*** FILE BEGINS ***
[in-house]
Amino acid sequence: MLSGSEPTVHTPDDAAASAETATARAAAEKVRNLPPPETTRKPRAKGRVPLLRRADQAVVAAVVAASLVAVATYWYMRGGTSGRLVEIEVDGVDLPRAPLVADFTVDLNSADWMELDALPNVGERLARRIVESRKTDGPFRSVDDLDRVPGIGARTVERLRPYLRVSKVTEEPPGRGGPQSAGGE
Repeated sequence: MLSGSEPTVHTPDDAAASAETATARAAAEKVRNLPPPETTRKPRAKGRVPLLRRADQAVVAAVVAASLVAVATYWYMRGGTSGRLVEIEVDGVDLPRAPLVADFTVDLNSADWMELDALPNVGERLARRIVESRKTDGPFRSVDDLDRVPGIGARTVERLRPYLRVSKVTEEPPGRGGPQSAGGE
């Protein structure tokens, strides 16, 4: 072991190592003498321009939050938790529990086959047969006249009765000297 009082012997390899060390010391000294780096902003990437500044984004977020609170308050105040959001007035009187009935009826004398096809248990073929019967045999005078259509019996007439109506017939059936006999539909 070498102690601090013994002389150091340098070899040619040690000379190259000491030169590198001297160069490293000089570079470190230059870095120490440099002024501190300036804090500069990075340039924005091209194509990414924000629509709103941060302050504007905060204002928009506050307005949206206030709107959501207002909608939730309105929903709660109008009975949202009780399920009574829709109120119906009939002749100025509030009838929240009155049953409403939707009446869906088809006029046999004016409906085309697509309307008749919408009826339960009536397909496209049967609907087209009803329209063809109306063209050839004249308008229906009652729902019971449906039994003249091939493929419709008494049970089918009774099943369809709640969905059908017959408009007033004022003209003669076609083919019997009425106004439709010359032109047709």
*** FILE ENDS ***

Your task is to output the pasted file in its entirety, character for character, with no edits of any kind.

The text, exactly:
[in-house]
Amino acid sequence: MLSGSEPTVHTPDDAAASAETATARAAAEKVRNLPPPETTRKPRAKGRVPLLRRADQAVVAAVVAASLVAVATYWYMRGGTSGRLVEIEVDGVDLPRAPLVADFTVDLNSADWMELDALPNVGERLARRIVESRKTDGPFRSVDDLDRVPGIGARTVERLRPYLRVSKVTEEPPGRGGPQSAGGE
Repeated sequence: MLSGSEPTVHTPDDAAASAETATARAAAEKVRNLPPPETTRKPRAKGRVPLLRRADQAVVAAVVAASLVAVATYWYMRGGTSGRLVEIEVDGVDLPRAPLVADFTVDLNSADWMELDALPNVGERLARRIVESRKTDGPFRSVDDLDRVPGIGARTVERLRPYLRVSKVTEEPPGRGGPQSAGGE
């Protein structure tokens, strides 16, 4: 072991190592003498321009939050938790529990086959047969006249009765000297 009082012997390899060390010391000294780096902003990437500044984004977020609170308050105040959001007035009187009935009826004398096809248990073929019967045999005078259509019996007439109506017939059936006999539909 070498102690601090013994002389150091340098070899040619040690000379190259000491030169590198001297160069490293000089570079470190230059870095120490440099002024501190300036804090500069990075340039924005091209194509990414924000629509709103941060302050504007905060204002928009506050307005949206206030709107959501207002909608939730309105929903709660109008009975949202009780399920009574829709109120119906009939002749100025509030009838929240009155049953409403939707009446869906088809006029046999004016409906085309697509309307008749919408009826339960009536397909496209049967609907087209009803329209063809109306063209050839004249308008229906009652729902019971449906039994003249091939493929419709008494049970089918009774099943369809709640969905059908017959408009007033004022003209003669076609083919019997009425106004439709010359032109047709």